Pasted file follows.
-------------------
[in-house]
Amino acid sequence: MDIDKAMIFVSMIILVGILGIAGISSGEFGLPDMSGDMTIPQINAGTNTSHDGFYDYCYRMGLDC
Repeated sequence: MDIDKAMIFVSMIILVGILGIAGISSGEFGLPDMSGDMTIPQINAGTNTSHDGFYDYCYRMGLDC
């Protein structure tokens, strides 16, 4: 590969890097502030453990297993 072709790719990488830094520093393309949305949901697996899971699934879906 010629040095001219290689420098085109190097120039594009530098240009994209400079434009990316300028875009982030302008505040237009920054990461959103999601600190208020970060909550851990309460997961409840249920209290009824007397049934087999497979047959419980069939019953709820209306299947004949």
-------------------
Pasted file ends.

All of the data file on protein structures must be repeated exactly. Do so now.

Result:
[in-house]
Amino acid sequence: MDIDKAMIFVSMIILVGILGIAGISSGEFGLPDMSGDMTIPQINAGTNTSHDGFYDYCYRMGLDC
Repeated sequence: MDIDKAMIFVSMIILVGILGIAGISSGEFGLPDMSGDMTIPQINAGTNTSHDGFYDYCYRMGLDC
């Protein structure tokens, strides 16, 4: 590969890097502030453990297993 072709790719990488830094520093393309949305949901697996899971699934879906 010629040095001219290689420098085109190097120039594009530098240009994209400079434009990316300028875009982030302008505040237009920054990461959103999601600190208020970060909550851990309460997961409840249920209290009824007397049934087999497979047959419980069939019953709820209306299947004949």